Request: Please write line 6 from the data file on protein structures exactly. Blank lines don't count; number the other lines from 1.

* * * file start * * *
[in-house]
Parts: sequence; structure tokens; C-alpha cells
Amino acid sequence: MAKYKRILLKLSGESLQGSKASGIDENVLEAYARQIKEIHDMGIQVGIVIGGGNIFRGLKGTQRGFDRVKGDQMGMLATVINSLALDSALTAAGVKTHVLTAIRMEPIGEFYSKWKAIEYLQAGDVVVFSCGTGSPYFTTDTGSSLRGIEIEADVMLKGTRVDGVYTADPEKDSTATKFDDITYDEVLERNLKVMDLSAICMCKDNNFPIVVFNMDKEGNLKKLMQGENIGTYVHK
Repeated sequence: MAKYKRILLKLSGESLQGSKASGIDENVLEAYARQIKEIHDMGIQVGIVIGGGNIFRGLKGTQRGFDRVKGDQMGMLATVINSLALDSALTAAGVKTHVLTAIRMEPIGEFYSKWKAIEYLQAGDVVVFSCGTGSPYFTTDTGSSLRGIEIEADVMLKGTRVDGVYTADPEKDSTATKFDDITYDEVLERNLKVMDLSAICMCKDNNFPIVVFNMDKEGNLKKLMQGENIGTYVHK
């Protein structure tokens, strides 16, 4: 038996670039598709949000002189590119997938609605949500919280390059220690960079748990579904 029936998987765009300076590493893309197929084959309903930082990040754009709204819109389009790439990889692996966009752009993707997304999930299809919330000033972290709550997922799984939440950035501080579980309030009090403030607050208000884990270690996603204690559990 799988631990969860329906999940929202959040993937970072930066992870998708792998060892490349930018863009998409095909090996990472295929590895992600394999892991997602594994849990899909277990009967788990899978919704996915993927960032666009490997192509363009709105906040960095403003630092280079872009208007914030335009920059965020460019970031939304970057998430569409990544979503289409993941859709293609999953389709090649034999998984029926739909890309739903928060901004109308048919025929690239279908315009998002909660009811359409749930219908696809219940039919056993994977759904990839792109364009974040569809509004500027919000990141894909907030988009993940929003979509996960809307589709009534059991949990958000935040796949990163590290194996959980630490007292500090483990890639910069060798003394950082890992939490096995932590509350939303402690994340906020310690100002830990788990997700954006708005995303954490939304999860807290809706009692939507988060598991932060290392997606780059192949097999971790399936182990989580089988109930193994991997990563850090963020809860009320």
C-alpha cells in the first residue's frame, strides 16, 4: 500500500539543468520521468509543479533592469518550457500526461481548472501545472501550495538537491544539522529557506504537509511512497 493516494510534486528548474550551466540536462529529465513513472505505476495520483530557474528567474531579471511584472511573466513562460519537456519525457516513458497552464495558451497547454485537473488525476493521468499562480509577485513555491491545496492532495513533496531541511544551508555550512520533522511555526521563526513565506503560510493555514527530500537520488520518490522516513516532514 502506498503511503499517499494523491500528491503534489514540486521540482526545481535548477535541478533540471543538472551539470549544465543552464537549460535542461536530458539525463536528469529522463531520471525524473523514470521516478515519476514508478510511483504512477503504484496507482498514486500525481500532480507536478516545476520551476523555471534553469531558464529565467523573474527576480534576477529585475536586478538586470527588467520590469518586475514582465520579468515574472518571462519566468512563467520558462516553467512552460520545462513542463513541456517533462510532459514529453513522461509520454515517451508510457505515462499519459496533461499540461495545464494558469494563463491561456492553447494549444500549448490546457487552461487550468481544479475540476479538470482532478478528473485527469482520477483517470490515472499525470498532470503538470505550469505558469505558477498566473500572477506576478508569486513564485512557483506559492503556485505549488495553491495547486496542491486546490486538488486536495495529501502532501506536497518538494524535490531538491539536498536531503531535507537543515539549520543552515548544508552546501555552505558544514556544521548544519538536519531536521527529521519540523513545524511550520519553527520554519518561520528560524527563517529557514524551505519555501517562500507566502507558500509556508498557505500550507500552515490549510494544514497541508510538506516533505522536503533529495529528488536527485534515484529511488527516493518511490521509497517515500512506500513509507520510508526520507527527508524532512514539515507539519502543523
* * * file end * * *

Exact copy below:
C-alpha cells in the first residue's frame, strides 16, 4: 500500500539543468520521468509543479533592469518550457500526461481548472501545472501550495538537491544539522529557506504537509511512497 493516494510534486528548474550551466540536462529529465513513472505505476495520483530557474528567474531579471511584472511573466513562460519537456519525457516513458497552464495558451497547454485537473488525476493521468499562480509577485513555491491545496492532495513533496531541511544551508555550512520533522511555526521563526513565506503560510493555514527530500537520488520518490522516513516532514 502506498503511503499517499494523491500528491503534489514540486521540482526545481535548477535541478533540471543538472551539470549544465543552464537549460535542461536530458539525463536528469529522463531520471525524473523514470521516478515519476514508478510511483504512477503504484496507482498514486500525481500532480507536478516545476520551476523555471534553469531558464529565467523573474527576480534576477529585475536586478538586470527588467520590469518586475514582465520579468515574472518571462519566468512563467520558462516553467512552460520545462513542463513541456517533462510532459514529453513522461509520454515517451508510457505515462499519459496533461499540461495545464494558469494563463491561456492553447494549444500549448490546457487552461487550468481544479475540476479538470482532478478528473485527469482520477483517470490515472499525470498532470503538470505550469505558469505558477498566473500572477506576478508569486513564485512557483506559492503556485505549488495553491495547486496542491486546490486538488486536495495529501502532501506536497518538494524535490531538491539536498536531503531535507537543515539549520543552515548544508552546501555552505558544514556544521548544519538536519531536521527529521519540523513545524511550520519553527520554519518561520528560524527563517529557514524551505519555501517562500507566502507558500509556508498557505500550507500552515490549510494544514497541508510538506516533505522536503533529495529528488536527485534515484529511488527516493518511490521509497517515500512506500513509507520510508526520507527527508524532512514539515507539519502543523